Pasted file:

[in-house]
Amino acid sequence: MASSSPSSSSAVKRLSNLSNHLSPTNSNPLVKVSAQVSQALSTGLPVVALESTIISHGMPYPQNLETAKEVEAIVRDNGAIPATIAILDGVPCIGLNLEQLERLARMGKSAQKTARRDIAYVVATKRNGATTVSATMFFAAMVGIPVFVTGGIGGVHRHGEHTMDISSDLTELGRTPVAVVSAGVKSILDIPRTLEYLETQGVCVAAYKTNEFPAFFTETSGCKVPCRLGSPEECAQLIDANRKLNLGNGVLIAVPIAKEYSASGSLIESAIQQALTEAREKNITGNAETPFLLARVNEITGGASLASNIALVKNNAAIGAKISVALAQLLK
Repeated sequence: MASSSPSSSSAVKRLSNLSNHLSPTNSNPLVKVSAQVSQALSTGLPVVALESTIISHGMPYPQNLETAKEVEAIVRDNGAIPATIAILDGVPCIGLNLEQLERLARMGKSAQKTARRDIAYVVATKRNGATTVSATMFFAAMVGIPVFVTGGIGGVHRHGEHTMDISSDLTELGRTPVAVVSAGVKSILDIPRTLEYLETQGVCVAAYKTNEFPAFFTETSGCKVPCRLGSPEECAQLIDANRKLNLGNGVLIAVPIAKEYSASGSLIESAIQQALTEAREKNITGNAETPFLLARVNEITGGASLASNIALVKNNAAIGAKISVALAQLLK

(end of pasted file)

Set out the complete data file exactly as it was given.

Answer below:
[in-house]
Amino acid sequence: MASSSPSSSSAVKRLSNLSNHLSPTNSNPLVKVSAQVSQALSTGLPVVALESTIISHGMPYPQNLETAKEVEAIVRDNGAIPATIAILDGVPCIGLNLEQLERLARMGKSAQKTARRDIAYVVATKRNGATTVSATMFFAAMVGIPVFVTGGIGGVHRHGEHTMDISSDLTELGRTPVAVVSAGVKSILDIPRTLEYLETQGVCVAAYKTNEFPAFFTETSGCKVPCRLGSPEECAQLIDANRKLNLGNGVLIAVPIAKEYSASGSLIESAIQQALTEAREKNITGNAETPFLLARVNEITGGASLASNIALVKNNAAIGAKISVALAQLLK
Repeated sequence: MASSSPSSSSAVKRLSNLSNHLSPTNSNPLVKVSAQVSQALSTGLPVVALESTIISHGMPYPQNLETAKEVEAIVRDNGAIPATIAILDGVPCIGLNLEQLERLARMGKSAQKTARRDIAYVVATKRNGATTVSATMFFAAMVGIPVFVTGGIGGVHRHGEHTMDISSDLTELGRTPVAVVSAGVKSILDIPRTLEYLETQGVCVAAYKTNEFPAFFTETSGCKVPCRLGSPEECAQLIDANRKLNLGNGVLIAVPIAKEYSASGSLIESAIQQALTEAREKNITGNAETPFLLARVNEITGGASLASNIALVKNNAAIGAKISVALAQLLK